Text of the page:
Bowl displays a royal standard
This unusual George V bowl (London 2924) is modelled on the Winchester measure, a set of legal standards of volume instituted in the late 15th century by Henry VII now in the Science Museum.
Applied to the rim is the inscription Henricus Ceptimus Dei Gracia Rex Dauglae Et Francie (Henry VII King of Denmark and France) alongside traditional regal symbols of a lion rampant, an anchor, a rose and a portcullis.
Similar scaled-down replicas were made by Ramsden & Carr, Edward Barnard & Sons and Garrards, although this example carries the retailer’s mark of FJ Ross & Sons of Winchester. Weighing a hefty 76oz, it carries an estimate of £700-1000 at Matthew Barton of Olympia Auctions, west London, on November 20.
Shown above are two affordable novelty lots from Fellows’ Antiques, Silver & Collectables sale in Birmingham on September 16, both estimated at £200-300 each.
The 4in (9.5 cm) modern cast dish modelled in the form of a fox head is hallmarked for Asprey & Co, London 1966, while the mallard duck walking cane with inset glass eyes is Edwardian (London 1905).
Restoration links rack up the interest
This large 23oz London-made porringer above carries the auspicious date letter for 1660-61. The year of the Restoration of Charles II, who entered London on May 29, 1660 (the month when the date letter used on London-made silver traditionally used to change), perhaps explains the unusual decoration: the body is embossed and chased with four classical portrait medallions.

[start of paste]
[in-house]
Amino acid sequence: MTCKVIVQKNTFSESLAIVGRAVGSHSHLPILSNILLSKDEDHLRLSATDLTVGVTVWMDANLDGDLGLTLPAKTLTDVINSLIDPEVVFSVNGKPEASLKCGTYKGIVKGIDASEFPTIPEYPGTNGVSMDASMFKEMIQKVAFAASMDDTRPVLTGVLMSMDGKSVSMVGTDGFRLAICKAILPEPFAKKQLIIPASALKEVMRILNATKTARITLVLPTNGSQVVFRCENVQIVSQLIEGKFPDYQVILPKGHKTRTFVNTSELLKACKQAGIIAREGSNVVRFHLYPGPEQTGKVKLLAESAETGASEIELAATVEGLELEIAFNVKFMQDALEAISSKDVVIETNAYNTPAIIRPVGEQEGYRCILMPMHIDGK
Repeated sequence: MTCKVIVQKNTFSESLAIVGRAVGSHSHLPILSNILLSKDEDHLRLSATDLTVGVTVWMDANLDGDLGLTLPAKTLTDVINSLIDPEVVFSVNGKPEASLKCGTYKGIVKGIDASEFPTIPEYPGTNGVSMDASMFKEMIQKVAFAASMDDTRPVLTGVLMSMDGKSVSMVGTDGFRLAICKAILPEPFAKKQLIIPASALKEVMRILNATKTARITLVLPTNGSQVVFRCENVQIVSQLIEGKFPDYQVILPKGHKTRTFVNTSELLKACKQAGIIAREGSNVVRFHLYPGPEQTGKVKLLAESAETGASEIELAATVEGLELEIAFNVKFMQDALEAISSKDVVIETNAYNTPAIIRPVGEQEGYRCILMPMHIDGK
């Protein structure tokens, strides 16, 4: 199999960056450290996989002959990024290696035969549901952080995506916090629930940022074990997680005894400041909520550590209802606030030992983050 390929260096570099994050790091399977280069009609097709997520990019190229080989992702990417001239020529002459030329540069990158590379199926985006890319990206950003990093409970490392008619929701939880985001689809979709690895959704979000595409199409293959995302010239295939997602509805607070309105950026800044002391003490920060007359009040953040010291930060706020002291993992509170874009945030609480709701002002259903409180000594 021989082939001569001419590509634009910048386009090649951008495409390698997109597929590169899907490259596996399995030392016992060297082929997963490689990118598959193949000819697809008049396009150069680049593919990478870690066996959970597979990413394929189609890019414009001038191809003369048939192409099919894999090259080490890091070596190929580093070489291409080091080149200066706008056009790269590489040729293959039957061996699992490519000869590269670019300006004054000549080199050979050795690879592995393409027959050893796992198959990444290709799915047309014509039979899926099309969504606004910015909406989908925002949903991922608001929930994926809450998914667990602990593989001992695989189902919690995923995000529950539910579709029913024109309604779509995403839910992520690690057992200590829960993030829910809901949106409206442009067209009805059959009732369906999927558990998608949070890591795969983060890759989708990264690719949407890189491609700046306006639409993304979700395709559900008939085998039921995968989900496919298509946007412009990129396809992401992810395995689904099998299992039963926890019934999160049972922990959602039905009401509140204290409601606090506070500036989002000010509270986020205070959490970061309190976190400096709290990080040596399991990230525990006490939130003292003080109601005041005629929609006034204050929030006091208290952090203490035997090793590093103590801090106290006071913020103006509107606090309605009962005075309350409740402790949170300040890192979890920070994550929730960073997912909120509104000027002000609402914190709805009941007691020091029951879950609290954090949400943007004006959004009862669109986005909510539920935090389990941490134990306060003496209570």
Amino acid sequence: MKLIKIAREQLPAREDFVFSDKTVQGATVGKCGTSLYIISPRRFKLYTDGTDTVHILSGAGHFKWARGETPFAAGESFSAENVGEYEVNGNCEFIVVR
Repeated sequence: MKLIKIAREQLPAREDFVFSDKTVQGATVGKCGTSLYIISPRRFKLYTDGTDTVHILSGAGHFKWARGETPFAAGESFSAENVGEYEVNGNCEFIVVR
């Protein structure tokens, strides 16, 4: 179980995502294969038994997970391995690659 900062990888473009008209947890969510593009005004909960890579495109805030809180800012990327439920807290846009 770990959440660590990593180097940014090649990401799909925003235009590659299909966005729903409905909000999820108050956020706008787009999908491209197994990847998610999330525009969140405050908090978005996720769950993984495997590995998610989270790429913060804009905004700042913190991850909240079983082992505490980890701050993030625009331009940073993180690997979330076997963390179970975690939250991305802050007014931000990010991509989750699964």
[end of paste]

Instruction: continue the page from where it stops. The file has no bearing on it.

The maker’s mark (IW with a tun below) is known from a number of pieces from the period including the 1655 Christopher Pym Cup, a Commonwealth livery company wine goblet made for the Worshipful Company of Blacksmiths. The estimate at Lawrences of Crewkerne on October 8 is £1200-1600.
Charles II tankard
The 28oz Charles II tankard with flat hinged cover, scroll handle and shaped thumb-piece pictured above is marked for John Sutton, London 1669. With an unidentified engraved crest and the pricked initials E over WM to the handle, it carries an estimate of £5000-7000 at Mallams in Oxford on November 13.
Emblems stand out
This early 17th century German silver-gilt tankard carries an estimate of £4000-6000 at Woolley & Wallis in Salisbury on October 29.
Made by Peter Wiber, Nuremberg, c.1620 (the finial is later), it is engraved with three vignettes after prints by Albrecht Dürer (1471-1528), titled Festina Lente (more haste less speed), Sic Orbis Iter (two steps forward one step back) and Sic Cedere iuvat (so give assists).
These relate to a series of 32 emblems – each allegorical of good government – that decorated the Great Hall at Nuremberg after its renovation in 1613, later engraved and published in 1617 as Emblemata Politica by Peter Iselburg (1580-1630).
Coolers show Victorian style
This pair of Victorian silver wine coolers by R&S Garrard & Co (London 1873) is engraved with the coat-of-arms of Bingham (Baron Clanmorris) of County Mayo, a title created in 1800 for John Bingham whose brother Sir Henry Bingham was the ancestor of the Earls of Lucan.
Possibly made for the 4th Baron Clanmorris, John Bingham (1826-76), the coolers are inscribed R&S Garrard Panton Street London to the base, stand 10in (26cm) high and weigh 145oz. The estimate is £3000-5000 in the Fine Silver sale at Ewbank’s in Surrey on September 12.
Bonhams’ Important Design sale on November 27 includes The Three Graces, a suite of silver and enamelled candelabra made in 2007 by Simon Benney.
At an estimate of £250,000-300,000, this commissioned design is potentially the most valuable piece of modern contemporary design silver ever to come to auction.